There are lots of adverbs that end in -ly; a useful tip  would be to, when in doubt, put adverbs not ending in -ly  ( even, just…etc) in mid -position  that is, before the main verb.

Watch this presentation to help you remember the position of adverbs in the sentence but be ready to rely on your instinct whenever you are not sure.

and now that we are on the subject, let’s have a look at some confusing adverbs and adverbial expressions. There is a post published some time ago, dealing specifically with the confusing expressions at the end and in the end . Click here to read it and do some exercises!!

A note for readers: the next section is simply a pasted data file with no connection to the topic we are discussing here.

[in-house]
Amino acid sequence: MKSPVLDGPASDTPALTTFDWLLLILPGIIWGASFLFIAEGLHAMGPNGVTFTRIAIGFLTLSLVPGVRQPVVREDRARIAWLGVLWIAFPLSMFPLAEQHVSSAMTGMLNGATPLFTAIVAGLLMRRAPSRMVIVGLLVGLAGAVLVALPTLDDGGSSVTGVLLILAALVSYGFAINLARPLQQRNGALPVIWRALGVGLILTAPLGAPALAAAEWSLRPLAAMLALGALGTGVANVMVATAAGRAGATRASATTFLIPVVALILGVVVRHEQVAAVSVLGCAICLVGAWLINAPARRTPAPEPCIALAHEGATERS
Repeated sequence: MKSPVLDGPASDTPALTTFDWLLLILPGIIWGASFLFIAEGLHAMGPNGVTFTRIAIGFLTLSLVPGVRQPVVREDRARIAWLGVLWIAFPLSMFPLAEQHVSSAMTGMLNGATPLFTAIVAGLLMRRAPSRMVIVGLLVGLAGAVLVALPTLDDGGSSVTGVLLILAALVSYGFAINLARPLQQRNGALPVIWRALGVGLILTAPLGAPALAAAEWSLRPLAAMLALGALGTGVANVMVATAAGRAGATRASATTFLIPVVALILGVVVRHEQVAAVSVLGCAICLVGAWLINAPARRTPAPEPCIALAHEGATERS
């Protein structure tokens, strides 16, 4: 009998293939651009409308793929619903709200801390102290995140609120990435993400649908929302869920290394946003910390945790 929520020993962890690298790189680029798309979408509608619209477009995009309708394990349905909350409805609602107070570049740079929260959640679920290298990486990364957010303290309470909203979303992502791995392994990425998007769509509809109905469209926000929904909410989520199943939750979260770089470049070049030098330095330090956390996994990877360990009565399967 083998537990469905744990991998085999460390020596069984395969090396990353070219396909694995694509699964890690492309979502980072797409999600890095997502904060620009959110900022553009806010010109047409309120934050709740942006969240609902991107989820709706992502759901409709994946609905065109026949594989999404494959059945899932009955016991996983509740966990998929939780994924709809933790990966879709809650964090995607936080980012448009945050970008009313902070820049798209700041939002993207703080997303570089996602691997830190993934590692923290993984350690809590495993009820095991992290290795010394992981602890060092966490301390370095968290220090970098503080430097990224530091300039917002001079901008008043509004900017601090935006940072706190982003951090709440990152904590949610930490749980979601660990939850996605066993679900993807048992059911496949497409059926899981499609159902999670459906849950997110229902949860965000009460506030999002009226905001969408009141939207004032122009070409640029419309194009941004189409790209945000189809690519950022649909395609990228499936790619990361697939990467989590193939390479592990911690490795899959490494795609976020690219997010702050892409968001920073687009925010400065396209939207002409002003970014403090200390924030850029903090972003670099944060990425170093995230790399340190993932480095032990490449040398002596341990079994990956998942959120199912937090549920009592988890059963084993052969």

Now, click on the image to see the pdf below

Learning the Alphabet

Sometimes I can write three posts in a row; I feel everything I want to convey flows naturally and… some other times I’m at a loss for words. I know what I want to say but I don’t seem to find the right words. I write and cross off, write and cross off and the whole process is repeated all over again until I find myself wondering what the point of writing a lengthy introduction is when I can never be sure if there is anybody out there reading it. And then, this week three teachers from different parts of the world kindly wrote a line to let me know they are on the other side, and paying attention. Thank you, you cannot begin to imagine how motivating your words have been.